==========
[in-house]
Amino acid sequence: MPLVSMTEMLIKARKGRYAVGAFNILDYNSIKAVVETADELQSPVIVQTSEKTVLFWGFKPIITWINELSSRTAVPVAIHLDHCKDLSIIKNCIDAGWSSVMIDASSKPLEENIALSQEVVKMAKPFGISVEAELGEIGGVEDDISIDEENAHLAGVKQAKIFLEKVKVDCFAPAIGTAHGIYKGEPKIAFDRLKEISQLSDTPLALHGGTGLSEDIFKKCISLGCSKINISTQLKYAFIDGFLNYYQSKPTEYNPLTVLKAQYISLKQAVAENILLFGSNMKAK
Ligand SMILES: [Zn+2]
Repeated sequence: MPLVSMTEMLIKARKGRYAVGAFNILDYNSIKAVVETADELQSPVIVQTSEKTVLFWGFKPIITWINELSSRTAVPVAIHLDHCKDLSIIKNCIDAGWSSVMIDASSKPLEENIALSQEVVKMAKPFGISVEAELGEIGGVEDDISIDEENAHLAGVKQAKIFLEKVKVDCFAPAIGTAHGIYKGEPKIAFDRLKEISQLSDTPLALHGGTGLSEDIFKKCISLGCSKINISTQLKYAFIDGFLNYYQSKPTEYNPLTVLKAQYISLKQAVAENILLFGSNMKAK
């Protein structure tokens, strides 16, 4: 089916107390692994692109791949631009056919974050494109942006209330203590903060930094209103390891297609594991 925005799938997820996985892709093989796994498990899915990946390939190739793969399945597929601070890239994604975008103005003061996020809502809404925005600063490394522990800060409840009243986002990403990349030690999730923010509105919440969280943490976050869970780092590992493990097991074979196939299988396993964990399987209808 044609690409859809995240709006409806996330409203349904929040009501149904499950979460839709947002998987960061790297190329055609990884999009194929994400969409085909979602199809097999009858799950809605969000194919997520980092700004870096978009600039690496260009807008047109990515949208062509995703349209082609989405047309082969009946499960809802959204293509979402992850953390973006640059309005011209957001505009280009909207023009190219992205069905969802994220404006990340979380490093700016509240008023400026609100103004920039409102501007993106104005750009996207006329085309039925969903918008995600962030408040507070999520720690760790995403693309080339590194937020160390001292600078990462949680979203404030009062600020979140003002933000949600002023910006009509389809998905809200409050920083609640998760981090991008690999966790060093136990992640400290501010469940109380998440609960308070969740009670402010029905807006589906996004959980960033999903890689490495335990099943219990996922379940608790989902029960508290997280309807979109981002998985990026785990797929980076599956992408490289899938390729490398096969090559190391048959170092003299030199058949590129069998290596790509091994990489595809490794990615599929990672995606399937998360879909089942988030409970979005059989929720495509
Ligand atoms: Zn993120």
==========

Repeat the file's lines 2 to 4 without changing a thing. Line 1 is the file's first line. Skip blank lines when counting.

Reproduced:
Amino acid sequence: MPLVSMTEMLIKARKGRYAVGAFNILDYNSIKAVVETADELQSPVIVQTSEKTVLFWGFKPIITWINELSSRTAVPVAIHLDHCKDLSIIKNCIDAGWSSVMIDASSKPLEENIALSQEVVKMAKPFGISVEAELGEIGGVEDDISIDEENAHLAGVKQAKIFLEKVKVDCFAPAIGTAHGIYKGEPKIAFDRLKEISQLSDTPLALHGGTGLSEDIFKKCISLGCSKINISTQLKYAFIDGFLNYYQSKPTEYNPLTVLKAQYISLKQAVAENILLFGSNMKAK
Ligand SMILES: [Zn+2]
Repeated sequence: MPLVSMTEMLIKARKGRYAVGAFNILDYNSIKAVVETADELQSPVIVQTSEKTVLFWGFKPIITWINELSSRTAVPVAIHLDHCKDLSIIKNCIDAGWSSVMIDASSKPLEENIALSQEVVKMAKPFGISVEAELGEIGGVEDDISIDEENAHLAGVKQAKIFLEKVKVDCFAPAIGTAHGIYKGEPKIAFDRLKEISQLSDTPLALHGGTGLSEDIFKKCISLGCSKINISTQLKYAFIDGFLNYYQSKPTEYNPLTVLKAQYISLKQAVAENILLFGSNMKAK